Ever since the Steam Deck arrived, in all its glory, I’ve struggled to go back to my Switch OLED. The screen is an absolute delight, of course, and absolutely trumped the Deck’s prior to its new OLED sibling. However, the form factor just didn’t feel right anymore. The Deck felt designed to sit in your hands, while the Switch has always felt more like a tablet with a controller attached. I’ve also just never got on with how flimsy it feels, with its sliding rails moving about as you play.
So when CRKD whipped out the Nitro Deck to us at Gamescom, I felt like they had designed it just for me. It’s a controller attachment for the Switch, which, effectively, turns it into a Steam Deck. You simply slide it into the device itself, complete with satisfying click, then get to gaming. Well, almost. The one thing getting in the way of it being plug and play is the fact you have to turn on the wired controller setting, which is kind of more on Nintendo. Why not just leave that on by default?
At this point, though, you’re basically just holding a Steam Deck. Like its inspiration, it feels like its shaped for your hands, with each button and joystick in a natural-feeling position. It mimics the layout of the JoyCons, but improves on it, with a proper d-pad, huge and clicky buttons, and fricking hall-effect joysticks. That eliminates the risk of stick drift in one simple purchase.
The device also has + and – keys for navigating menus, the capture button, and a home button. I do have a bit of a pet peeve with the latter though. It’s a see-through button with an LED behind it, and there’s no discernible method of turning it off. As someone who likes to play the Switch in bed, in the dark, it’s a bright nuisance.
On the rear you have the triggers, which are a teensy bit mushy but more than serviceable, and four back buttons that you can configure to mimic any other button on the device. This is a bit fiddly to set up, and you have to reach for instructions because you will forget, but they are a nice feature to have in certain games. One complaint I do have, is that there’s no ability to remember your profile per-game, so you have to set it up again, or turn it off, whenever you swap between games.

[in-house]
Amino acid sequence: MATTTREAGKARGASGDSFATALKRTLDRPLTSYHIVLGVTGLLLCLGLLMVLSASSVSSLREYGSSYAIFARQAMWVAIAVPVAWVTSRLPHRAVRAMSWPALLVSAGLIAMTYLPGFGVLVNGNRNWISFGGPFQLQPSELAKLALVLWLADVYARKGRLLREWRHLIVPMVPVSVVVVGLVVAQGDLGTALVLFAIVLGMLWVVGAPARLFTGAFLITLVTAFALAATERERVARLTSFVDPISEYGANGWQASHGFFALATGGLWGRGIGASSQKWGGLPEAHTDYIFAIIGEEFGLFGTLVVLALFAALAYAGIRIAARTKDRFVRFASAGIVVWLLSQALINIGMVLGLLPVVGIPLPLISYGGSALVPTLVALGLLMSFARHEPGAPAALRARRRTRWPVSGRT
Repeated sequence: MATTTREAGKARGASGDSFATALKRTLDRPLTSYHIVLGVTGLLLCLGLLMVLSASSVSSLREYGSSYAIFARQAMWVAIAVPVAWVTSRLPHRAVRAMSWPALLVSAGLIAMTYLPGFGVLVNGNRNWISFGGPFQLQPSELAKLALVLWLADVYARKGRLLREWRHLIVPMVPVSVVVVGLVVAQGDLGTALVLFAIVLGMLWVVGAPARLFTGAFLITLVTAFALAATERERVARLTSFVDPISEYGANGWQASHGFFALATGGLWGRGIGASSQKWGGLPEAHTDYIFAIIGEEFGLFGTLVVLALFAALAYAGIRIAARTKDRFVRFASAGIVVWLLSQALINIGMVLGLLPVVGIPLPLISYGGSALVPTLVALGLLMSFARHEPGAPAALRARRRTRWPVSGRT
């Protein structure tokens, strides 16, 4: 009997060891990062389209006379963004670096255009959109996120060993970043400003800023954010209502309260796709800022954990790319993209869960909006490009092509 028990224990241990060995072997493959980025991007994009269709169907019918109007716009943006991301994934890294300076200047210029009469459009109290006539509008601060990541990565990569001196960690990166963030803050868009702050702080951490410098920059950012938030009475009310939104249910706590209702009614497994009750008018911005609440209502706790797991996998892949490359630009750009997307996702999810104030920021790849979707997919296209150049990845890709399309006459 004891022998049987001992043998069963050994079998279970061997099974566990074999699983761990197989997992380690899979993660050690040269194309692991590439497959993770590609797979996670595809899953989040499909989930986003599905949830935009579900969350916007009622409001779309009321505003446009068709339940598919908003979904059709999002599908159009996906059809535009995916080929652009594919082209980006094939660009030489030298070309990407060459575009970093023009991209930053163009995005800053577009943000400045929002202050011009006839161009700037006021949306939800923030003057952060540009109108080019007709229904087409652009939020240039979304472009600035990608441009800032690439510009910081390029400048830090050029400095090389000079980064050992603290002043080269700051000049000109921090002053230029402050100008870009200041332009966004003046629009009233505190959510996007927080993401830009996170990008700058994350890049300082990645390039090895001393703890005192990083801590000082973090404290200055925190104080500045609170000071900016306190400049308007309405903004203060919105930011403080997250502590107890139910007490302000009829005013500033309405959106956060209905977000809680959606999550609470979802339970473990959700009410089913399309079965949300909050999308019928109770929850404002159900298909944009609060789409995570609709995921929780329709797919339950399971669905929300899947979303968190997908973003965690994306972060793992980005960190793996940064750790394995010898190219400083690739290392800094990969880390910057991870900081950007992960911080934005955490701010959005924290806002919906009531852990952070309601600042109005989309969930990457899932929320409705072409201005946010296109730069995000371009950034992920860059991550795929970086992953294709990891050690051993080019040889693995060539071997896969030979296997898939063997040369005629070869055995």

Finally, we have the kickstand, which is fine, but a bit of a downgrade from the official OLED version. You also have ‘input’ and ‘output’ USB-C ports, which are placed in a very nifty location that keeps the cable completely away from you while playing. Having an output version is very handy as well, as it allows you to use your own dock. There’s no way this is fitting in the official version!
In terms of materials and design, it’s a bit of a mixed bag. It feels nice in the hand, with a textured finish that makes it very grippy. But there’s also a bit of a Fisher Price toy to it visually. It doesn’t help that I have the official GameCube version, which looks more toy-like than the black or white variant, but it’s worth noting. While it feels like the Steam Deck, its inspiration looks and feels a heck of a lot more premium.
Mine also came with a case, which is very premium in design. I’d have no problem whipping this out in public. Inside the case you get a USB-A to USB-C cable, additional joysticks (you can actually twist and pull them off to replace them if they get worn), and a cleaning cloth for the screen. There’s also cutouts for the joysticks within the case, which will prevent them from moving while shoved in a bag.
Conclusion: To Nitro Deck, Or Not To Nitro Deck
What impresses me most about the Nitro Deck, and I said this in my Gamescom hands-on, is the sheer attention to detail that’s gone into its design. You get the sense that CRKD thought of absolutely everything. The design emulates the feel of the deck admirably, hall effect joysticks are incredibly welcome, and they layout of every single button feels natural.
It feels premium and sturdy, and the placement of the charging port, the removable joysticks, and the additional extras in the case are very thoughtful additions. The only things that let it down are a bit of a fiddly initial setup, its toy-like appearance, and that burning bright light from hell. Other than that, if you’re looking to turn your Nintendo Switch into a Steam Deck, this is the device to get.
Immaculate attention to detailHall effect joysticks!Feels very similar to the Steam Deck
Toy-like appearance (though you may appreciate that!)Bright, shining home button from hell
Welcome to The Heritage walkthrough on Gamezebo. The Heritage is a hidden object/adventure game played on a PC or Mac created by Bruto Memo Entertainment and Seven Sails. This walkthrough includes tips and tricks, helpful hints, and a strategy guide on how to complete The Heritage.
Gamezebo went hands on with the Nintendo Switch Nitro Deck at Gamescom this year, and here are our first impressions.